I snuck away from the group to look around, before returning to listen to the curator. He finally ended by saying slavery persists to this day because the African elite, in league with foreigners, pillage and loot their countries, just like they did centuries earlier.

Statue Commemorating the End of Slavery
Photo: Shayera



As the group dispersed, a slim man walked up to me offering his service as a tour guide. I told him I’m wasn’t interested, desperate to shake him off. But he persisted and even offered to take pictures of me. After a few minutes of looking around, I left with my unofficial tour guide in tow.

He related the island’s history in great detail, taking me to a church that was built by the Portuguese in the 16th century. Then, we walked slowly towards a ruin that was an observatory post used by the French. We passed several bunkers inhabited by artists before making our way to his studio, where he created an image using sands of different colors.

After the demonstration, I took some pictures around the island before boarding the ferry back to Dakar. I had another trip to make.

Once in Dakar, I took a taxi to Lac Rose aka Lac Retba, and prayed the sun would still be shining by the time I got there. Without the sun, the lake is colorless.

Lac Rose's Pink Hue is Caused by Algae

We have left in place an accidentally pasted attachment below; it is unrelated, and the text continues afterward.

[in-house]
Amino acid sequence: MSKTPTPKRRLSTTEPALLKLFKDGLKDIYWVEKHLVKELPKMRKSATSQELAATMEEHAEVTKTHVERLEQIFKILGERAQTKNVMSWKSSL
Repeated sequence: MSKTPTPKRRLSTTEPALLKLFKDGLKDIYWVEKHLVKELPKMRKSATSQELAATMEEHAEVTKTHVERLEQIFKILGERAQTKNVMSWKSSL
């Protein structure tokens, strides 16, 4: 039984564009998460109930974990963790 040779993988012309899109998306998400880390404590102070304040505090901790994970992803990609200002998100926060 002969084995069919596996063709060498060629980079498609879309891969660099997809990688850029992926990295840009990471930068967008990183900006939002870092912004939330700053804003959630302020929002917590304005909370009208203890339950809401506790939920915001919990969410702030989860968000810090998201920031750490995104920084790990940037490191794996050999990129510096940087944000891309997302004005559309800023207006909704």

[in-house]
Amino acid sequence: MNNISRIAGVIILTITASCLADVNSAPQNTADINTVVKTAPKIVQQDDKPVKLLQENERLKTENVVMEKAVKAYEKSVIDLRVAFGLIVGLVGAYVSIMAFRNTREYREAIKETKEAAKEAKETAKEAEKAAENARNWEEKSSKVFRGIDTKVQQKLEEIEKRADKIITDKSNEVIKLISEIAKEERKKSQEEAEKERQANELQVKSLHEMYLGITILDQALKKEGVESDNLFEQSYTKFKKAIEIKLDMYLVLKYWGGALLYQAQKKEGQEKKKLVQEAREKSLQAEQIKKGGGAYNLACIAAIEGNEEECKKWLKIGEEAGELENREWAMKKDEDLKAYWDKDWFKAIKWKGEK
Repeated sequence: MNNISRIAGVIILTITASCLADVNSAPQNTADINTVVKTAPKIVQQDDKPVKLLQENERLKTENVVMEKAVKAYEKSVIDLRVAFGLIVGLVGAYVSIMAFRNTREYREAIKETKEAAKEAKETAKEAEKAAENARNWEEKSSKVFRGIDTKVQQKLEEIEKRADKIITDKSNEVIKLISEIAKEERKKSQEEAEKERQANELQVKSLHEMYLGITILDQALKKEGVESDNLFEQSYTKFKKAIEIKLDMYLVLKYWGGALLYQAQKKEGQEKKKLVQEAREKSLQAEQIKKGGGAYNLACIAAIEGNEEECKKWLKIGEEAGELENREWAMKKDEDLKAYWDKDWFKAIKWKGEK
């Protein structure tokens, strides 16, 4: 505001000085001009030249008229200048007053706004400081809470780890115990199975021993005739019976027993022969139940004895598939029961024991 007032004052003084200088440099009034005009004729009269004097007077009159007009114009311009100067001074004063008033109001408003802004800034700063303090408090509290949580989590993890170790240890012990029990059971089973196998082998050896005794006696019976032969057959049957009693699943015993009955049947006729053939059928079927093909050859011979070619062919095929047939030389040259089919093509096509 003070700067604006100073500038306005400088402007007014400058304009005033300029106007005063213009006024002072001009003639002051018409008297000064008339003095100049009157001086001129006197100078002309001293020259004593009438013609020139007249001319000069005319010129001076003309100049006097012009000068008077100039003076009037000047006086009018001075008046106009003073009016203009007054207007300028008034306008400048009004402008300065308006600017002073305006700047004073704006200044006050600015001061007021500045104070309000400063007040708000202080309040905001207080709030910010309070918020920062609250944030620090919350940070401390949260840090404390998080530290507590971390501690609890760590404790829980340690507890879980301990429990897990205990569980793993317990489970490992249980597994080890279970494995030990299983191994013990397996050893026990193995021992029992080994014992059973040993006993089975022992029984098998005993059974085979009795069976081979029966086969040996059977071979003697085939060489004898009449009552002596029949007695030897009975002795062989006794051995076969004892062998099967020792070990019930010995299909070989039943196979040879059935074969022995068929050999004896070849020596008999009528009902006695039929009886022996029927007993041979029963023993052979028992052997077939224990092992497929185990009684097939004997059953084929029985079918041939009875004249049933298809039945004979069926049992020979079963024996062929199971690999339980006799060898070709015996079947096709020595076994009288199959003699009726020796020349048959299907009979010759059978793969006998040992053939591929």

Photo: Shayera
Luckily, the lake was as pink as could be when I arrived an hour later. I was thrilled beyond words. In my mind that was Mother Nature’s birthday gift to me. I quickly boarded a pirogue, sailed for 30 minutes before returning onshore.

Lac Rose has a salinity of 40%, which increases in the dry season, and Senegal exports the salt harvested from it once local is satisfied. Lac Rose, though not yet a UNESCO world heritage site, is an interesting place to visit.

After a few pictures I made the hour long trip back to Dakar, during which I made the decision to travel to The Gambia the next day. Back in the hotel, I rested for a while before going to dinner at a fancy French restaurant.

The taxi driver, who drove me there, lamented about the current tourist season being the worst he’s experienced, as a result of the Ebola outbreak that’s currently plaguing neighboring countries.

My birthday dinner was a 3 course affair. The entrée was 2 jumbo-sized prawns beautifully decorated. The main meal was couscous and fish – and though lovely, I barely managed to get through half of it thanks to the bread offered earlier. By the time dessert came around, I was stuffed and couldn’t eat any of it and asked to take it away. I spent a few minutes chatting with one of the waiters about Senegal, before taking my leave.

The next morning, I visited the IFAN museum, one of the oldest art museums in West Africa. On the ground floor several interesting works of art, mostly masks, from all over West Africa were displayed, while upstairs was reserved for relics from renowned wrestlers.

Waiting for the Ferry to Cross the Sine-Saloum River
Photo: Shayera
At 11 am, I checked out and left for The Gambia. I was impressed with the roads, which made the trip enjoyable until we crossed the Sine-Saloum river, north of The Gambia. From then on, the road reminded me I was in Africa.

We arrived The Gambia 8 hours after departing Dakar. Normally, it should have taken 4 hours - according to people who have made trip – if only the driver had driven faster than 80km/hr. By then, I was too exhausted to care about the time lost or even about eating.

All I wanted was a bed to lay my fatigued body.